Isn’t working outdoors great? Well, I think so!
Even on the wet days, I’d rather be feeling the elements on my face than sat in an office!
One of the things I love most about spending my days outside is how the seasons move on, and with that how the landscape changes.
As a garden designer, I find this helps immensely when it comes to inspiration.
The Yorkshire countryside is never far away and I often find myself reaching out to it for help.
Even in the most contemporary urban garden, there is always room for a feature stolen from ‘Gods own county’; be it a bit of drystone wall or a natural looking stream running through.
We are so lucky to have places around us where wildflowers thrive, and I can’t deny that this serves me as a useful data bank.
As the seasons change new flowers appear, I often find myself using this ever-changing pallet as I come up with planting schemes.
As winter moves towards spring we see colours begin to emerge, the wild daffodils of Farndale and the North Yorkshire Moors.
Nature has spring bulbs in her garden, too , and reminds me that a garden needs bulbs in it, for that early colour, when everything else is still asleep.
Then wood anemones, like those in Strid Wood, Bolton Abbey, appear.
They always look beautiful and there are many varieties of anemone available for the garden. I like to plant pockets of blue Anemone blanda.
The wild garlic that emerges on the woodland fringe reflects the many different alliums that appear in gardens.
One of my favourites is Allium ‘purple sensation’ - it looks great over the fresh foliage of lavender.
And, with our native bluebell under threat from hybridisation with the European thugs, it’s good to see them every year in the countryside.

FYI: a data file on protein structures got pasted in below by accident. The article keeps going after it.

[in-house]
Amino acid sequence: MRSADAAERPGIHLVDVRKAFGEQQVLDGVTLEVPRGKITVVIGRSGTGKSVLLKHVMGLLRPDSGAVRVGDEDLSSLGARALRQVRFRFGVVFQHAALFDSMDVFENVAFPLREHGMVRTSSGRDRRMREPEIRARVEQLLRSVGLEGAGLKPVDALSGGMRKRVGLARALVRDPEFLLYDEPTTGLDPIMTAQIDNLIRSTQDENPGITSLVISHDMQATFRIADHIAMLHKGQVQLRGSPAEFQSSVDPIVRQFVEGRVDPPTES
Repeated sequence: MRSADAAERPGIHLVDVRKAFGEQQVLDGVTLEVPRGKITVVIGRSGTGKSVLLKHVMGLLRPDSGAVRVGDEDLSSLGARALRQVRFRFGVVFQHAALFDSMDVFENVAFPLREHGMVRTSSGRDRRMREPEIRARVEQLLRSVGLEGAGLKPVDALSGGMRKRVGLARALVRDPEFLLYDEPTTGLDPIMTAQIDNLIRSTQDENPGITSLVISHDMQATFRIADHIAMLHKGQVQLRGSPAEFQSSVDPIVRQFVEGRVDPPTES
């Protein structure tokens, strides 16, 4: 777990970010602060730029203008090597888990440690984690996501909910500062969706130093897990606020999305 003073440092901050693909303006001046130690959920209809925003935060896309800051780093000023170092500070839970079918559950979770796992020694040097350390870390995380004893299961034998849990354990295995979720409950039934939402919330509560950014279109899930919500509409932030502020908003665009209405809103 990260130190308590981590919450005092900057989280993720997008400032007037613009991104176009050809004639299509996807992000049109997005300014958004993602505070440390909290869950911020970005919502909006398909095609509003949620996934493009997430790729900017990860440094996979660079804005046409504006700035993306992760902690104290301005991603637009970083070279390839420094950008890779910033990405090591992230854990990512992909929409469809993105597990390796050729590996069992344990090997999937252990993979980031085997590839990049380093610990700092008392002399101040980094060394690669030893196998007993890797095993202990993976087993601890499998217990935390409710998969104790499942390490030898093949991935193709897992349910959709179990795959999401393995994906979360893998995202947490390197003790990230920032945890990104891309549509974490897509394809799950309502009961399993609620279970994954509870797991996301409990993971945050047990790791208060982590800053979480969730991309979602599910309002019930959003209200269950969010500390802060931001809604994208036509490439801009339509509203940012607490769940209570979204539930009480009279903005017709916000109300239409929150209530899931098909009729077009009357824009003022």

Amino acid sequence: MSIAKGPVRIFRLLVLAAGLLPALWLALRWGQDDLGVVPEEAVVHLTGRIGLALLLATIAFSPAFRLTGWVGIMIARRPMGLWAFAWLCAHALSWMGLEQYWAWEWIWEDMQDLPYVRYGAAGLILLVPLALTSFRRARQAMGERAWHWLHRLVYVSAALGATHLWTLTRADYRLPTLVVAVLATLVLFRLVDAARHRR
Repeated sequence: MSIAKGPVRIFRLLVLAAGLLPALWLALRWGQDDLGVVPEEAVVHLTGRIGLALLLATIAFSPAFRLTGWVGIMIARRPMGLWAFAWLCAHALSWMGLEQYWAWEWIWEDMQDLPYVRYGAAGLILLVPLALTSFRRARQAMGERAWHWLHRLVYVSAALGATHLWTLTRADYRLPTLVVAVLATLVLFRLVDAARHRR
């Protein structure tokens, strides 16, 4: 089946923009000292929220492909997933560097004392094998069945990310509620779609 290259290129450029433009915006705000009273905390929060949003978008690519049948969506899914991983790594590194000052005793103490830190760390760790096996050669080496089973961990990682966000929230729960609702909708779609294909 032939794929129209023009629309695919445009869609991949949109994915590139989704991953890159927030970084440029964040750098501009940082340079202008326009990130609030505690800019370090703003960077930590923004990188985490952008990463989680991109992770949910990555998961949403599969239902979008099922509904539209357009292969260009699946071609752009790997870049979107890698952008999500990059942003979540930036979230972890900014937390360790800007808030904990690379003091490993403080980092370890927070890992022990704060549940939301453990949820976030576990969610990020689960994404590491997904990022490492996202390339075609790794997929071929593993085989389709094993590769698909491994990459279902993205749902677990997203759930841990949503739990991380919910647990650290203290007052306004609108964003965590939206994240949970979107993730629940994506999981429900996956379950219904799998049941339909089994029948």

Planting a swathe of them in a garden adds colour and helps protect one of our most iconic of flowers.
May and June sees wood and water avens in flower; these are Geums and I like to use them in my planting schemes.
July is peak time for wildflower meadows, and the ones in upper Swaledale are stunning.
Species including wood cranesbill and ladies mantle are closely related to the Geranium and Alchemilla I use in gardens.
One of my favourite plants is Yarrow, which is often seen as a splash of white in meadows and on roadside verges.
Its relatives are often seen in the garden. Achilleas warm the summer borders with their colours of fire and earth.
As the seasons move on, the canvas of the countryside continues to reflect the changes we see in our gardens.
Cherries that blossomed in spring and field maples turn into an inferno of colour as autumn arrives - just as flowering cherries and Japanese maples do the same in our gardens.
With winter comes the berries, including holly and sorbus, which can be found in the wild and in gardens
While pyracantha and cotoneaster put on a show to outshine the brightest of fairy lights.
Our countryside is a special place and harbours many of the ancient species of plants that those in our modern-day gardens were bred from.
As the human population expands, we will inevitably lose areas of countryside to development and food production.
So as designers, gardeners and landscapers, it’s up to us to make sure that the gardens of Britain are full of plants - both native and their descendants!
Ensuring their survival and the survival of the birds, bees, bugs and butterflies, and perhaps our survival as well…… perhaps…!
Posted 11th Jul 5:19pm
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Set in the beautiful Yorkshire countryside, why not visit our nursery to discover what we have to offer?